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It's one thing for the Obama administration itself to play fast and loose with budgetary facts, but it's an entirely new realm when the campaign cooks their numbers using questionable methods, and the media follows that up by inflating the falsehood even further.
Such is the case of the New York Times, who just yesterday claimed that the President's "most recent budget proposal called for $5.3 trillion in deficit reduction over the next decade."
That number is a $1.3 trillion inflation of an already inflated $4 trillion estimate being peddled by Obama surrogates.
In a campaign ad titled Worried, the President's reelection committee claims that he has put forth a $4 trillion deficit reduction plan, well below the estimated $5.3 trillion cited by the Times.
That number however, is cited repeatedly by the likes of Press Secretary Jay Carney, and is more recently evidenced by Bill Clinton's comments at the Democrat National Convention that, "[Obama] has offered a reasonable plan of $4 trillion in debt reduction over a decade," and Rep. Chris Van Hollen's speech which stated, "President Obama’s plan uses the bipartisan commission’s balanced approach. It reduces the deficit by more than $4 trillion.”
This is demonstrably false.
To start, the administration's numbers include $848 billion in calculated savings from winding down the wars in Iraq and Afghanistan, a major budgetary gimmick and nothing more. The nonpartisan Committee for a Responsible Federal Budget had this to say about the ploy:
"This drawdown is already in effect and not the result of new deficit-reducing policies, and so it should not be counted as deficit reduction. Worse than simply counting it to inflate their numbers, though, the Administration uses some of the phantom savings to pay for existing unfunded transportation costs and to expand jobs and infrastructure initiatives. Paying for real costs with phony offsets is no way to budget or to control rising debt.”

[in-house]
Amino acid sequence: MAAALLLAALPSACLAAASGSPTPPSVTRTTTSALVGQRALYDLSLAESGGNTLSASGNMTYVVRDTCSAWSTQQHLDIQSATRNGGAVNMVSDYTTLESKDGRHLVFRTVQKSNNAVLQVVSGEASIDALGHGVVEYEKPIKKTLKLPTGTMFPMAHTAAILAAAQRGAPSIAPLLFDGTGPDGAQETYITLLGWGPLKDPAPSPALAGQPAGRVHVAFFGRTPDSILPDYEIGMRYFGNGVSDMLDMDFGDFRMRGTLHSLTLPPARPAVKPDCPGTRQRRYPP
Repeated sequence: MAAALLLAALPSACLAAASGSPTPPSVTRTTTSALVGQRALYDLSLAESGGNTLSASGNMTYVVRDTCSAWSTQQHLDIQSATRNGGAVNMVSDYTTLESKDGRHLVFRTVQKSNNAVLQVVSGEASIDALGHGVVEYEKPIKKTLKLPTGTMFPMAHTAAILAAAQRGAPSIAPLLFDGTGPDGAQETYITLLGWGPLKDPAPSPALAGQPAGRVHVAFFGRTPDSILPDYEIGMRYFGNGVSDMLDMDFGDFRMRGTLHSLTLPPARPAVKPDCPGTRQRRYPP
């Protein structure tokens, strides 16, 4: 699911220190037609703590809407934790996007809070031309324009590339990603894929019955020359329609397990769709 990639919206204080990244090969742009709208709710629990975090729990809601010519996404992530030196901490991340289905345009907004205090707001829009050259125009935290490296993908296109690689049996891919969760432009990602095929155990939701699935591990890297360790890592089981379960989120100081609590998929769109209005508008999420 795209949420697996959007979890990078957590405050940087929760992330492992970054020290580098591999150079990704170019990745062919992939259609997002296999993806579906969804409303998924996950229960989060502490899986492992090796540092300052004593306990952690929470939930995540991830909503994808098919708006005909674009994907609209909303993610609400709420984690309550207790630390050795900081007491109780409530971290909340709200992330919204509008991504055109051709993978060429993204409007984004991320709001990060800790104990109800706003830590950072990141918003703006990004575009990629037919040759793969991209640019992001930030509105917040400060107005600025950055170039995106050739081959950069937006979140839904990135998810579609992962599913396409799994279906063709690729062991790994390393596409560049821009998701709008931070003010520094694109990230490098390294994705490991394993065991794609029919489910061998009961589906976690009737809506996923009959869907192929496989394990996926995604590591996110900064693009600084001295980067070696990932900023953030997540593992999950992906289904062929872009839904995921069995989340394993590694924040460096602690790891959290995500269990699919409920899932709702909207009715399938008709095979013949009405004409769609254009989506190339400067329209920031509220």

An additional $2.1 trillion in savings are being credited to the President's budget, when in reality those cuts were reached a year earlier in budget negotiations with Congress, and signed into law with the Budget Control Act. Essentially, Obama is taking credit for savings that are already in the bank.
Further, the $4 trillion in debt reduction relies heavily on the claim that the President is cutting spending by $2.50 for every $1.00 in tax revenue - a claim that Washington Post fact-checker Glenn Kessler states "no serious budget analyst agreed with."
The notion is so outrageous that the Center for Budget and Policy Priorities, a left-leaning organization, also discounted the faux savings sources and instead concluded with a ratio of $2 of tax increases for every $3 in spending cuts.
But even the fact that they want you to believe the new tax revenues will be used for deficit reduction can be disputed. In the President's recent budget proposal, he calls for $1.8 trillion in new taxes, coupled with $1.5 trillion in new spending, leaving little if any tax revenue available to pay down the debt.
In other words, the President's suggestion that the wealthy will have to pay a little more to pay down the debt in a balanced manner is simply nonsense.
In fact, when all factors are combined and the mathematics properly worked out, the Obama budget employs such economic wizardry that they've ultimately taken what amounts to less than $400 billion in deficit reduction over 10 years, and trumpeted it as a $4 trillion reduction - a marked inflation.
Sadly, for the Obama administration, repeating a line over and over doesn't necessarily make it fact. Yet the media, as shown by the New York Times piece is not willing to look into facts, they are only willing to parrot lies from the administration.
At one point during his DNC speech, Clinton echoed a line from a Romney campaign pollster who said, "We are not going to let our campaign be dictated by fact checkers."
Apparently when it comes to the Obama budget, neither Clinton, the media, nor the campaign are going to be dictated by actual facts at all.